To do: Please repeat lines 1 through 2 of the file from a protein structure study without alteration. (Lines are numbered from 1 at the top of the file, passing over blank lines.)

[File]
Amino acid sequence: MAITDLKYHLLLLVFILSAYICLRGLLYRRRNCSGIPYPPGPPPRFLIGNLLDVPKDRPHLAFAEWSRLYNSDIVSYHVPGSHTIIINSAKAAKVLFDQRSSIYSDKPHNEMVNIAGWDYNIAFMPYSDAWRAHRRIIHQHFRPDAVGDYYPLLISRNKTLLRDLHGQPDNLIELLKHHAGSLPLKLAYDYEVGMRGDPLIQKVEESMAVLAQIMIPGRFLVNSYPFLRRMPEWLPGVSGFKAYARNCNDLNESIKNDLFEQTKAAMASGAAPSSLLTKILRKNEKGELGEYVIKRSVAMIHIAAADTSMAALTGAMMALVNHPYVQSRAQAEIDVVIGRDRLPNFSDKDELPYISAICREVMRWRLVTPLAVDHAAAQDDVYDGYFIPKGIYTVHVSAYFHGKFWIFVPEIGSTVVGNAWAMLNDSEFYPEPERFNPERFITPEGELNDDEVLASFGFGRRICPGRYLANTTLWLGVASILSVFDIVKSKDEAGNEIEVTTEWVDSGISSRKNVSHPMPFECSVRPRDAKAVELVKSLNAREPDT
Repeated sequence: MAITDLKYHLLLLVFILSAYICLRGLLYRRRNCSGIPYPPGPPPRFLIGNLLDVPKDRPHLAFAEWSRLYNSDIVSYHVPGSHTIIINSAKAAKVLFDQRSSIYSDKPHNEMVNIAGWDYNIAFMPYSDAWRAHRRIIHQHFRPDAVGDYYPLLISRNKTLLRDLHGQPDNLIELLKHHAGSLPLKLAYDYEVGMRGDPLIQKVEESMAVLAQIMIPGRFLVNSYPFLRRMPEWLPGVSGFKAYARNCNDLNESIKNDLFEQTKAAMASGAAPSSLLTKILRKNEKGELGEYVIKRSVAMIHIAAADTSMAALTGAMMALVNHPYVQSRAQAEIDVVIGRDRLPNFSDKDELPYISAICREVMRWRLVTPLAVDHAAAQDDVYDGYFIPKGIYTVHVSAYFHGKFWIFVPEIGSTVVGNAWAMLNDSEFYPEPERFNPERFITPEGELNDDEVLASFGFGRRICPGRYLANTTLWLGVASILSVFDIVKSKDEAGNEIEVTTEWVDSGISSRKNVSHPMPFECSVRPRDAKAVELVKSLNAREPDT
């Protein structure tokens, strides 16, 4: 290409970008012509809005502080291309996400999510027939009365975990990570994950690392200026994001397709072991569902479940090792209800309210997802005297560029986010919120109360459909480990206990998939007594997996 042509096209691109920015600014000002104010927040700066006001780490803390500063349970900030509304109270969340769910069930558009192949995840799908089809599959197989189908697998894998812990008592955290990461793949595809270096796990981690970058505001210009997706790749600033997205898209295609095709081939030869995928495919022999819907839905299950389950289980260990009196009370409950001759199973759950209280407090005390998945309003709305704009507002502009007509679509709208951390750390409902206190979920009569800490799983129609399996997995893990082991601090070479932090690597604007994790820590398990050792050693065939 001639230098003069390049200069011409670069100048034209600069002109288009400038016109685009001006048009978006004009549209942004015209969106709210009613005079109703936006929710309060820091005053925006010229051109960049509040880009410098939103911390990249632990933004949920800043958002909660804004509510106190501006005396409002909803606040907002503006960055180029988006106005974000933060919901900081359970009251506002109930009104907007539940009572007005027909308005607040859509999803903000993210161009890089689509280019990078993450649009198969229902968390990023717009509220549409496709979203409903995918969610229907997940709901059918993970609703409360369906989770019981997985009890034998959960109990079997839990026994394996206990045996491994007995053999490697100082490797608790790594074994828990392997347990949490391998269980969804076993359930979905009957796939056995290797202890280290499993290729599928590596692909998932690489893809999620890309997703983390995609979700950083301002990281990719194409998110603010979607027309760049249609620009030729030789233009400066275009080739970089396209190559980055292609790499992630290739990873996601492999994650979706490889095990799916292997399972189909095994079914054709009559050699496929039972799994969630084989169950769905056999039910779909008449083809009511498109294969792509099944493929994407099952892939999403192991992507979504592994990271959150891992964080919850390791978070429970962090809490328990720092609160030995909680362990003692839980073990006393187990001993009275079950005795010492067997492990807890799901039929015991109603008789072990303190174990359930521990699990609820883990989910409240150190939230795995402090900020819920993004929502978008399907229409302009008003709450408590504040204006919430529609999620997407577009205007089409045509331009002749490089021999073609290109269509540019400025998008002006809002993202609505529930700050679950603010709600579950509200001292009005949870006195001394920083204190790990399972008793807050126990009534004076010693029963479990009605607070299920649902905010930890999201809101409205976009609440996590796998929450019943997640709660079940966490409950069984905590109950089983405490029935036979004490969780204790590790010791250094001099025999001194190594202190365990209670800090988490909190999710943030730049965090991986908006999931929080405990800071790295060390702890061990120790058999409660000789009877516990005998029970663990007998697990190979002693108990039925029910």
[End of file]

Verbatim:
Amino acid sequence: MAITDLKYHLLLLVFILSAYICLRGLLYRRRNCSGIPYPPGPPPRFLIGNLLDVPKDRPHLAFAEWSRLYNSDIVSYHVPGSHTIIINSAKAAKVLFDQRSSIYSDKPHNEMVNIAGWDYNIAFMPYSDAWRAHRRIIHQHFRPDAVGDYYPLLISRNKTLLRDLHGQPDNLIELLKHHAGSLPLKLAYDYEVGMRGDPLIQKVEESMAVLAQIMIPGRFLVNSYPFLRRMPEWLPGVSGFKAYARNCNDLNESIKNDLFEQTKAAMASGAAPSSLLTKILRKNEKGELGEYVIKRSVAMIHIAAADTSMAALTGAMMALVNHPYVQSRAQAEIDVVIGRDRLPNFSDKDELPYISAICREVMRWRLVTPLAVDHAAAQDDVYDGYFIPKGIYTVHVSAYFHGKFWIFVPEIGSTVVGNAWAMLNDSEFYPEPERFNPERFITPEGELNDDEVLASFGFGRRICPGRYLANTTLWLGVASILSVFDIVKSKDEAGNEIEVTTEWVDSGISSRKNVSHPMPFECSVRPRDAKAVELVKSLNAREPDT
Repeated sequence: MAITDLKYHLLLLVFILSAYICLRGLLYRRRNCSGIPYPPGPPPRFLIGNLLDVPKDRPHLAFAEWSRLYNSDIVSYHVPGSHTIIINSAKAAKVLFDQRSSIYSDKPHNEMVNIAGWDYNIAFMPYSDAWRAHRRIIHQHFRPDAVGDYYPLLISRNKTLLRDLHGQPDNLIELLKHHAGSLPLKLAYDYEVGMRGDPLIQKVEESMAVLAQIMIPGRFLVNSYPFLRRMPEWLPGVSGFKAYARNCNDLNESIKNDLFEQTKAAMASGAAPSSLLTKILRKNEKGELGEYVIKRSVAMIHIAAADTSMAALTGAMMALVNHPYVQSRAQAEIDVVIGRDRLPNFSDKDELPYISAICREVMRWRLVTPLAVDHAAAQDDVYDGYFIPKGIYTVHVSAYFHGKFWIFVPEIGSTVVGNAWAMLNDSEFYPEPERFNPERFITPEGELNDDEVLASFGFGRRICPGRYLANTTLWLGVASILSVFDIVKSKDEAGNEIEVTTEWVDSGISSRKNVSHPMPFECSVRPRDAKAVELVKSLNAREPDT